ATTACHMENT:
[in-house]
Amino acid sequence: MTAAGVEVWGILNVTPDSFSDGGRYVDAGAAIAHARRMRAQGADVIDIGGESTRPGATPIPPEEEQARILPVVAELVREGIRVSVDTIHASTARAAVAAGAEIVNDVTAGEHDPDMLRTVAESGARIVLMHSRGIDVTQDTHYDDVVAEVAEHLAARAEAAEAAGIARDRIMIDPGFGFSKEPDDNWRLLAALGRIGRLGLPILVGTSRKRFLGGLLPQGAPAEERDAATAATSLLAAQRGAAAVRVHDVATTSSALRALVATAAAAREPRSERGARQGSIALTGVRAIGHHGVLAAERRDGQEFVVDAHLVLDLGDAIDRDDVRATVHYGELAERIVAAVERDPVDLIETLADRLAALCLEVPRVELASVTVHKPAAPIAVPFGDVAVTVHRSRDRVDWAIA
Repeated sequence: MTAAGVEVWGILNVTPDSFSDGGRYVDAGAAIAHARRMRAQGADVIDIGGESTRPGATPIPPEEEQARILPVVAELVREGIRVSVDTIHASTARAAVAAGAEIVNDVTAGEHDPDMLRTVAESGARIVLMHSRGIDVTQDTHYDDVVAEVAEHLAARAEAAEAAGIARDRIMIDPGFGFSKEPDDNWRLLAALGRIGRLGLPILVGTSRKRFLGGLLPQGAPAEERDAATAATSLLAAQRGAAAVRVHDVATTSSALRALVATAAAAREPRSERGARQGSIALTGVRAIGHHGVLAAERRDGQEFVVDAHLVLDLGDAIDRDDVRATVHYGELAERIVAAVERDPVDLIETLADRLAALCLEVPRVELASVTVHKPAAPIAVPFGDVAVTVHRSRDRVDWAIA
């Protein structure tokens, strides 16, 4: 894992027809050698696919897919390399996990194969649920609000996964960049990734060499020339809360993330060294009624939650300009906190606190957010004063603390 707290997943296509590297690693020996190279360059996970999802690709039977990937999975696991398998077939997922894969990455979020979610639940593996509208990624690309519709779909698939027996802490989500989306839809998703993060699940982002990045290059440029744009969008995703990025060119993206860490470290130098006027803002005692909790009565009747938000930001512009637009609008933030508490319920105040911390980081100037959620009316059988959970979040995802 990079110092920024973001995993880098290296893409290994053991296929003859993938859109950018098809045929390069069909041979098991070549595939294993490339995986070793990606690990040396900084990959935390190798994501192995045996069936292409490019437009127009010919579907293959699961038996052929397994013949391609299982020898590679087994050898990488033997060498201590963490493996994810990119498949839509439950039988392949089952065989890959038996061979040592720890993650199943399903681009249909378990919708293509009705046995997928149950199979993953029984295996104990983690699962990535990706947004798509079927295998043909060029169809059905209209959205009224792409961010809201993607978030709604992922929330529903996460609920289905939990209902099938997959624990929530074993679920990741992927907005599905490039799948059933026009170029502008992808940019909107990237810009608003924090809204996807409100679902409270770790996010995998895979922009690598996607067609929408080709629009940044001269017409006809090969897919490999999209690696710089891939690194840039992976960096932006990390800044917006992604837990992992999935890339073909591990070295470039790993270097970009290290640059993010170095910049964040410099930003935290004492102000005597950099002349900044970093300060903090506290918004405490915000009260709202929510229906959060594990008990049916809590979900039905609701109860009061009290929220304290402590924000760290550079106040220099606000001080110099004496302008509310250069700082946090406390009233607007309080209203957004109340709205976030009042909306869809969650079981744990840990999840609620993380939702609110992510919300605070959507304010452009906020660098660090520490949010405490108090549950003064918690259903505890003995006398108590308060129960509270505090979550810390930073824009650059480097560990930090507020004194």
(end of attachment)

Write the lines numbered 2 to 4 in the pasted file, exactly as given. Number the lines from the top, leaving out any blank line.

Amino acid sequence: MTAAGVEVWGILNVTPDSFSDGGRYVDAGAAIAHARRMRAQGADVIDIGGESTRPGATPIPPEEEQARILPVVAELVREGIRVSVDTIHASTARAAVAAGAEIVNDVTAGEHDPDMLRTVAESGARIVLMHSRGIDVTQDTHYDDVVAEVAEHLAARAEAAEAAGIARDRIMIDPGFGFSKEPDDNWRLLAALGRIGRLGLPILVGTSRKRFLGGLLPQGAPAEERDAATAATSLLAAQRGAAAVRVHDVATTSSALRALVATAAAAREPRSERGARQGSIALTGVRAIGHHGVLAAERRDGQEFVVDAHLVLDLGDAIDRDDVRATVHYGELAERIVAAVERDPVDLIETLADRLAALCLEVPRVELASVTVHKPAAPIAVPFGDVAVTVHRSRDRVDWAIA
Repeated sequence: MTAAGVEVWGILNVTPDSFSDGGRYVDAGAAIAHARRMRAQGADVIDIGGESTRPGATPIPPEEEQARILPVVAELVREGIRVSVDTIHASTARAAVAAGAEIVNDVTAGEHDPDMLRTVAESGARIVLMHSRGIDVTQDTHYDDVVAEVAEHLAARAEAAEAAGIARDRIMIDPGFGFSKEPDDNWRLLAALGRIGRLGLPILVGTSRKRFLGGLLPQGAPAEERDAATAATSLLAAQRGAAAVRVHDVATTSSALRALVATAAAAREPRSERGARQGSIALTGVRAIGHHGVLAAERRDGQEFVVDAHLVLDLGDAIDRDDVRATVHYGELAERIVAAVERDPVDLIETLADRLAALCLEVPRVELASVTVHKPAAPIAVPFGDVAVTVHRSRDRVDWAIA
């Protein structure tokens, strides 16, 4: 894992027809050698696919897919390399996990194969649920609000996964960049990734060499020339809360993330060294009624939650300009906190606190957010004063603390 707290997943296509590297690693020996190279360059996970999802690709039977990937999975696991398998077939997922894969990455979020979610639940593996509208990624690309519709779909698939027996802490989500989306839809998703993060699940982002990045290059440029744009969008995703990025060119993206860490470290130098006027803002005692909790009565009747938000930001512009637009609008933030508490319920105040911390980081100037959620009316059988959970979040995802 990079110092920024973001995993880098290296893409290994053991296929003859993938859109950018098809045929390069069909041979098991070549595939294993490339995986070793990606690990040396900084990959935390190798994501192995045996069936292409490019437009127009010919579907293959699961038996052929397994013949391609299982020898590679087994050898990488033997060498201590963490493996994810990119498949839509439950039988392949089952065989890959038996061979040592720890993650199943399903681009249909378990919708293509009705046995997928149950199979993953029984295996104990983690699962990535990706947004798509079927295998043909060029169809059905209209959205009224792409961010809201993607978030709604992922929330529903996460609920289905939990209902099938997959624990929530074993679920990741992927907005599905490039799948059933026009170029502008992808940019909107990237810009608003924090809204996807409100679902409270770790996010995998895979922009690598996607067609929408080709629009940044001269017409006809090969897919490999999209690696710089891939690194840039992976960096932006990390800044917006992604837990992992999935890339073909591990070295470039790993270097970009290290640059993010170095910049964040410099930003935290004492102000005597950099002349900044970093300060903090506290918004405490915000009260709202929510229906959060594990008990049916809590979900039905609701109860009061009290929220304290402590924000760290550079106040220099606000001080110099004496302008509310250069700082946090406390009233607007309080209203957004109340709205976030009042909306869809969650079981744990840990999840609620993380939702609110992510919300605070959507304010452009906020660098660090520490949010405490108090549950003064918690259903505890003995006398108590308060129960509270505090979550810390930073824009650059480097560990930090507020004194």